Based on my experience, which is an analog chip designer who once designed an HDMI 1.2a compliant receiver IC, most of the issues with HDMI relate to interoperability. I found that most of the interoperability issues relate to the HDCP protocol. That's essentially the copy protection that "scrambles" the data going over the wire. It has to do an authentication "handshake" over an backchannel to get things going. When it doesn't work, you'll see things like a picture that "blinks" on and off, or perhaps "snow" on the screen. Eventually a source may just give up and stop transmitting. Different manufacturers had different interpretations of the protocol. Unfortunately, HDCP was never part of the original compliance test procedure. It is now. HDMI, to their credit, is addressing that. But it doesn't fix legacy devices that are out there, and behave poorly.
HDMI is an improvement over DVI in that it introduced actual compliance test. To make a DVI part, you essentially just have to claim it's DVI compliant. No-one will check the validity of that statement. So, as a result, many DVI links didn't work well. That's why it's relegated essentially to computer video. I shouldn't divulge what's in the HDMI compliance test specification but suffice it to say it enforces better designs. The HDMI connector does improve electrical characteristics over DVI. I can say that based on network analyzer measurments that I've seen. As for its mechanical quality, that remains debatable.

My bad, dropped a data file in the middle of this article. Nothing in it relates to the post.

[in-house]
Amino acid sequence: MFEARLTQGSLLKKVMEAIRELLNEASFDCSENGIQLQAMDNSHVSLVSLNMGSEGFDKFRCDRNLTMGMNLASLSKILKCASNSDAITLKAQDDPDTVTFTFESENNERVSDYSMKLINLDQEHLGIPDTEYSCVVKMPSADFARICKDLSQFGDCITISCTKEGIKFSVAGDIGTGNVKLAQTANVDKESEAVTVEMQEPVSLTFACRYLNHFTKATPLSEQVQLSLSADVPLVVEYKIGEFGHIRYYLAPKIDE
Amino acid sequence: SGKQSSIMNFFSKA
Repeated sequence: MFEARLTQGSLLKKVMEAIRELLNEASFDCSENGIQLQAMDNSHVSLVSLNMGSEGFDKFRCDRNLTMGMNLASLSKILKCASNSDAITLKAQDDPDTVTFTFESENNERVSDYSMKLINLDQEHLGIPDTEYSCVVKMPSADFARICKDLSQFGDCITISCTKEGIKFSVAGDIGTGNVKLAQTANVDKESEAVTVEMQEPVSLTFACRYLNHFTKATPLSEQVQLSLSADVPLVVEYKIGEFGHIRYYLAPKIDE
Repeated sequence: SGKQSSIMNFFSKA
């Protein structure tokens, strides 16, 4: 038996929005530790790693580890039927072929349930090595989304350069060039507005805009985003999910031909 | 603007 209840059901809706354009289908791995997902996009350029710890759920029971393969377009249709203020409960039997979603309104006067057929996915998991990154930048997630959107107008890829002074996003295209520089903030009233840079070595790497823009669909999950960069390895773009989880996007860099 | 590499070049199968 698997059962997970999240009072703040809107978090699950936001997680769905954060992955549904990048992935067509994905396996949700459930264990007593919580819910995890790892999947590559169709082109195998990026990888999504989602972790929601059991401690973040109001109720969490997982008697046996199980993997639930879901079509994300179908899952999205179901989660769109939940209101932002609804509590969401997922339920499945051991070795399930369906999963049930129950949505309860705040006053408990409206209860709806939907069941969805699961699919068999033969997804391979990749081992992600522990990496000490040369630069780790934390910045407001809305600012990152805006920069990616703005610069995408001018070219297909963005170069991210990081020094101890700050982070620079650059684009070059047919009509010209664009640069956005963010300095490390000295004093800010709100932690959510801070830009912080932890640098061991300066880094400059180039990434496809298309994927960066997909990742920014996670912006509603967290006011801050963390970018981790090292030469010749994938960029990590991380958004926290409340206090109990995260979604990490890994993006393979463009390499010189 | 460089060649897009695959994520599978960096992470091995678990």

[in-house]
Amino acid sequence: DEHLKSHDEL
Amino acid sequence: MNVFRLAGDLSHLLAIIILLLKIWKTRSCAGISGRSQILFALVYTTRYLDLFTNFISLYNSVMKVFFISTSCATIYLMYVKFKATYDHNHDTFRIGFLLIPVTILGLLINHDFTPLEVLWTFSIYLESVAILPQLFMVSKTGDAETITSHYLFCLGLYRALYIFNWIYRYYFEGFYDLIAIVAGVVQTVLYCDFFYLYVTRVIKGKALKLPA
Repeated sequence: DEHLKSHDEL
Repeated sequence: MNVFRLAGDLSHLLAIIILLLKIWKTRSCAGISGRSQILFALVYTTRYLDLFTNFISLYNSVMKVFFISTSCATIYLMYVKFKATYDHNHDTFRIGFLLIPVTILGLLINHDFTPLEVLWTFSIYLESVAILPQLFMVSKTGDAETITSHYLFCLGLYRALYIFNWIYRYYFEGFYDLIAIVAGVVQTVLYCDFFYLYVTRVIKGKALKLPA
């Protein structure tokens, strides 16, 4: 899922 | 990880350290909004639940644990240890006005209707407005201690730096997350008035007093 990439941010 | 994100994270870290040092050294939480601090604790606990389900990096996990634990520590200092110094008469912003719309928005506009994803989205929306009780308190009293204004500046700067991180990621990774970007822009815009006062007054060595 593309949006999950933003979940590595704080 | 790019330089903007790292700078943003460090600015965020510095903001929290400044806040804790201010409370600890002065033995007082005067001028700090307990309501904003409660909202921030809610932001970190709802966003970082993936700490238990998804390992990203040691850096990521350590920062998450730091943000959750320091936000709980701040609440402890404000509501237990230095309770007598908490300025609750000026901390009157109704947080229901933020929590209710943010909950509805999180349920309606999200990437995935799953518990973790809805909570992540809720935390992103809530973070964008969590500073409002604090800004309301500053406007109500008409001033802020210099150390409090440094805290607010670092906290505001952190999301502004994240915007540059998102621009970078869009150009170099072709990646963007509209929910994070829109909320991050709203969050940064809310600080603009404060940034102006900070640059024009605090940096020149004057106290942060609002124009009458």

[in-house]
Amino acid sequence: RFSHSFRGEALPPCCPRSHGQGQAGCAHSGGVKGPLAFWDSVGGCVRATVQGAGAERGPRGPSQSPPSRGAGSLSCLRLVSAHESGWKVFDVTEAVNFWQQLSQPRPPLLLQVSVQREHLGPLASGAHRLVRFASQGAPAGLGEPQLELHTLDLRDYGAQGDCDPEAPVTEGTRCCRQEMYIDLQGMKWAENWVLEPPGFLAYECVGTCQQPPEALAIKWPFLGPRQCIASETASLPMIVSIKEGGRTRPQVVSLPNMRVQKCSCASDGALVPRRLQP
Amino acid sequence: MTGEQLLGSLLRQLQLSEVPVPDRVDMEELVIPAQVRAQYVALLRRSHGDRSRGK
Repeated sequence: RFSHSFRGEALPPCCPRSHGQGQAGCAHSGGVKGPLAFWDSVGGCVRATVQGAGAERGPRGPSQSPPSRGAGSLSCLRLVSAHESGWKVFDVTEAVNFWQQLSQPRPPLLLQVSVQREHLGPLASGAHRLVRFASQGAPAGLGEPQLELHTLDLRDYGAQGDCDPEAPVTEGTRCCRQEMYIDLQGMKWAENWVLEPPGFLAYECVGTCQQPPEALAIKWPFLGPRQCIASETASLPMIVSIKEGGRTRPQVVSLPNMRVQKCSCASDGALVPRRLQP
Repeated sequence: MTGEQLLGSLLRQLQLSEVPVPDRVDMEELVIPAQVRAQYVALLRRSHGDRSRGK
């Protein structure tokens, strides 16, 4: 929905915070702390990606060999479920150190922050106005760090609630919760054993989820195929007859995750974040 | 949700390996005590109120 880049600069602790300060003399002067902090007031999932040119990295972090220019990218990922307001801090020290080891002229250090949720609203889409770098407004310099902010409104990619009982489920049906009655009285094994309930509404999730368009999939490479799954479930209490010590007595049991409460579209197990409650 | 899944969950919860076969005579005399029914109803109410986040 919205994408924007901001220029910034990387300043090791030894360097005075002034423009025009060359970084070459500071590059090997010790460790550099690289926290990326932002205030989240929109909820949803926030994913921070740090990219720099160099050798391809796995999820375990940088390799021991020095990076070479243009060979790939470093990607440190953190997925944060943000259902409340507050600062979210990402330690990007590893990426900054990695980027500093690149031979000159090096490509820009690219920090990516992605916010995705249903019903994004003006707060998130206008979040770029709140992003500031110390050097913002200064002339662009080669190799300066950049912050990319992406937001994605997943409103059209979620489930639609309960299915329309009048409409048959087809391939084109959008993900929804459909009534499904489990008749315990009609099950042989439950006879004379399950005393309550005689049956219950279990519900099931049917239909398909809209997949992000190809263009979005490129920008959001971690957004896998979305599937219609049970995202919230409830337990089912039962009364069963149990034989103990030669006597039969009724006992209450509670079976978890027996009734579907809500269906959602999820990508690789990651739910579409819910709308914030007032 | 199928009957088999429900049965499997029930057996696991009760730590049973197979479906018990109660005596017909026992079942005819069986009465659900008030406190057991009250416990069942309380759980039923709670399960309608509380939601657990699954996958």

HDMI 1.3 and up have better recommendations, such as cable termination on BOTH the source and sink ends and reference equalizer designs. The equalizers boost high frequencies which get attenuated over long cable lengths (HDMI is digital, so you'd think the actual electical signals on the wires are "square" waves. But put that through 10+ meters of twisted pair copper wire and see what it looks like! The loss of high frequency information "rounds" off the edges, and they shift in time a bit. This is what causes errors at the receiver - it "sees" a high where it should be a low or vice versa. Classic serial link bit error stuff. EQ's can fix that). Electrical transmission lines (any kind of cable) also have reflections. Electical waves are similar to sound waves - when they move through a medium (wire) and encounter an abruptly different medium (something on a chip) there will be a reflection (like a sound echo). To fix that, transmission lines are terminated in what's called "characteristic impedance". You've seen that before, 75 ohms is standard for video, 50 ohms is standard for radio, 100 ohms is standard for ethernet (cat5) cables. But, a reflection can happen on either end of the cable (source end or sink end). So it's realy good practice to terminate both ends. HDMI originally only used sink end termination. I think 1.3 and up allows for source end as well, which is a big improvement. My background prior to HDMI was in even higher speed serial links (SerDes) where double termination is the rule of the day.
So as time goes on it will get better, both through improved standards and improved compliance testing.
Another thing to watch, though, is wireless HD connectivity. Viable technologies exist. I think one company already has a design win. After re-hooking up all my AV equipment last weekend, let me tell you it would be a welcome change!